Friday, May 15, 2015

Technical analysis of...

...securities markets is a method of forecasting the direction of prices through the study of past market data, primarily price and volume.

The truth is, sometimes it works and sometimes it doesn't. When it doesn't, either the analyst read the signals wrong or it is said to have "failed."

Or maybe the markets are just random.

But this post isn't about technical analysis or the markets. No, it's actually about children, or, that whole "nature vs. nurture" debate that I can't seem to let go of.

The Huffington Post ran a piece, "How Being An Oldest, Middle Or Youngest Child Shapes Your Personality," which seeks to explain, technical analysis-like, how birth order determines personality. (Except when it doesn't.)

From the article (my emphasis):

While a number of factors play a role in a child's development -- including genetics, environment and parenting -- birth order can also influence their defining traits and behaviors.

Since the 1970s, thousands of scientific studies on birth order have been conducted, but psychologists often disagree about how much of a role birth order actually plays in development. However, some common aspects of the personalities of oldest, middle and youngest children that are consistent across the literature.

Why do these differences occur? Many psychologists have suggested that siblings' personalities differ insofar as they adopt different strategies to win their parents' attention and favor. By this theory, the oldest child may be more likely to identify with authority and support the status quo, while younger children are more likely to seek attention by rebelling.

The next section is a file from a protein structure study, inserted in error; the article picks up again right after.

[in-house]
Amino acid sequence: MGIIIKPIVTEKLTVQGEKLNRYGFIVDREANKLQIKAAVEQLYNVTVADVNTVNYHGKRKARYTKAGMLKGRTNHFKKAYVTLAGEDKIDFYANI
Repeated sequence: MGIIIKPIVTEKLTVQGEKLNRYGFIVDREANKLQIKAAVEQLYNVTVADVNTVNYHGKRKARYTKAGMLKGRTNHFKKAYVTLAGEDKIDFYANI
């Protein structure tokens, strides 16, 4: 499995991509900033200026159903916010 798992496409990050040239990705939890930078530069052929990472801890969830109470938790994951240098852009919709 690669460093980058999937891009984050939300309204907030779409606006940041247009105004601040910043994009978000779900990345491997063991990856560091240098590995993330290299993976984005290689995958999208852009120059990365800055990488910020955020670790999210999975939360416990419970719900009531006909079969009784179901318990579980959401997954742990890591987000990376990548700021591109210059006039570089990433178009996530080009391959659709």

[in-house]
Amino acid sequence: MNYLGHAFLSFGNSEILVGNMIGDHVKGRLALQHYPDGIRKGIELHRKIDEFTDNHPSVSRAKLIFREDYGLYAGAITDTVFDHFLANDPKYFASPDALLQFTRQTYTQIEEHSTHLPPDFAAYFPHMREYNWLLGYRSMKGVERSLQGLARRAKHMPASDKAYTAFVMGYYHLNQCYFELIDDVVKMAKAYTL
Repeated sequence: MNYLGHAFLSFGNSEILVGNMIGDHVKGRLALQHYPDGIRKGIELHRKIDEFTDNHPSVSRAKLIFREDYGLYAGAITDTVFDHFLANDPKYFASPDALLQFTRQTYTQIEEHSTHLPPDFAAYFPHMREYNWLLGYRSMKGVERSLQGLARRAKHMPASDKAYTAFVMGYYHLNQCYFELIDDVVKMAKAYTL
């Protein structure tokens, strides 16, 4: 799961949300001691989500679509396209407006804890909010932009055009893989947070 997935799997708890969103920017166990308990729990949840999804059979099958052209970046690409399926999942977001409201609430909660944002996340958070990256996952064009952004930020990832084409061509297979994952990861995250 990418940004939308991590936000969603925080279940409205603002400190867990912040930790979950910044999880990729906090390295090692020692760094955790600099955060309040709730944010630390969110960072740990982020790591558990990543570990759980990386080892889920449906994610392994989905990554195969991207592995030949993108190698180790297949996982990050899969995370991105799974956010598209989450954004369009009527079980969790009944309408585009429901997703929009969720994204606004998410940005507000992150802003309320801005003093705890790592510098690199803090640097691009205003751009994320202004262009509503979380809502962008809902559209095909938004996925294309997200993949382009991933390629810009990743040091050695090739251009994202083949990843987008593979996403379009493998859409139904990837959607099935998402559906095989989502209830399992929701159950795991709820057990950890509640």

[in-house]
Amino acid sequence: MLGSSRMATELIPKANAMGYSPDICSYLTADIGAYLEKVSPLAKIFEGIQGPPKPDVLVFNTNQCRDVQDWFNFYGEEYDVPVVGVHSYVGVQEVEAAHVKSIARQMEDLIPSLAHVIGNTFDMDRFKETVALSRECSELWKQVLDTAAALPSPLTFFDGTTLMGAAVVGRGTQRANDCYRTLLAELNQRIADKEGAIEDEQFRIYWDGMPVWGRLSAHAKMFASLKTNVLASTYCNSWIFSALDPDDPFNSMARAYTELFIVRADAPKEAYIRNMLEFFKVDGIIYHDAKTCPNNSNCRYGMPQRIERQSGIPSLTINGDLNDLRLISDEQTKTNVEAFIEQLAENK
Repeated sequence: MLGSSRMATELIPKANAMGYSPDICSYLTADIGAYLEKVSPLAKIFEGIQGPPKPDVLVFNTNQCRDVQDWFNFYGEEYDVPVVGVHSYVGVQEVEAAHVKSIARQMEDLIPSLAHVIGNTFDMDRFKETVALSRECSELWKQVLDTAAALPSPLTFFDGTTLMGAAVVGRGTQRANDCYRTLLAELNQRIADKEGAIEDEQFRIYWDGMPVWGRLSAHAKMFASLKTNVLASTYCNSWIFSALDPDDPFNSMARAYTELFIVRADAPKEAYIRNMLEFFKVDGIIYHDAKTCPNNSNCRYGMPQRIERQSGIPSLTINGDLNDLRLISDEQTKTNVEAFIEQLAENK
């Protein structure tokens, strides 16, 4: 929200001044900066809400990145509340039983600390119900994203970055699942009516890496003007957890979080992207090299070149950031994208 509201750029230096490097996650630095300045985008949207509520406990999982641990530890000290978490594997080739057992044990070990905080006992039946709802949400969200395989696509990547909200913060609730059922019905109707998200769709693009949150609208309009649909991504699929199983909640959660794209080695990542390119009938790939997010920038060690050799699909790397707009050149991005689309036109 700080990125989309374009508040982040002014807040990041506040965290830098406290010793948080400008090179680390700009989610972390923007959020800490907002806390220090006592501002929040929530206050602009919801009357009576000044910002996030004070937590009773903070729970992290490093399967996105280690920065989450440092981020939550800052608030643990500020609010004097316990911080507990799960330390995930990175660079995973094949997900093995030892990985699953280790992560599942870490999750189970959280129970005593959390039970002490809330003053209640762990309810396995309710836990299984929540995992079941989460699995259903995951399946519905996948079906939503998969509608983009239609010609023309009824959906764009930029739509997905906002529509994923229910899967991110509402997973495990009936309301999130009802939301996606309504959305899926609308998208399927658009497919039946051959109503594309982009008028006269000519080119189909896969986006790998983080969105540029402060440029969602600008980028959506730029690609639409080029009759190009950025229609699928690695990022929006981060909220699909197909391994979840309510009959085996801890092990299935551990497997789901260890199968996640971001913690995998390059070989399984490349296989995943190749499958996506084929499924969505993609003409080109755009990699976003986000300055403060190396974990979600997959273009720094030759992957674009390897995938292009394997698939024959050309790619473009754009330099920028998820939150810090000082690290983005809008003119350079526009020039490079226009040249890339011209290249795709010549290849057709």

Interesting theory, isn't it?

But maybe, like the markets, it's all just random. It's human nature for parents to think they have the power to shape their kids' personalities and futures. After all, if you turn on the stove and the water boils, it's fair to assume that you made that happen. Take a bow! So why, through your own best efforts, couldn't you influence your kids just as easily?

Personally, I think it's a foolish conceit. How many times have parents said something like, "If we'd only done such-and-such, our kid would have turned out differently"? Or, "Our kid is so wonderful because we always made sure to do XYZ"?

My guess is that every conception is genetic roulette. In other words, it's the luck of the draw. And anyone who thinks that environment, parenting or even birth order determines a child's personality is just kidding themselves.

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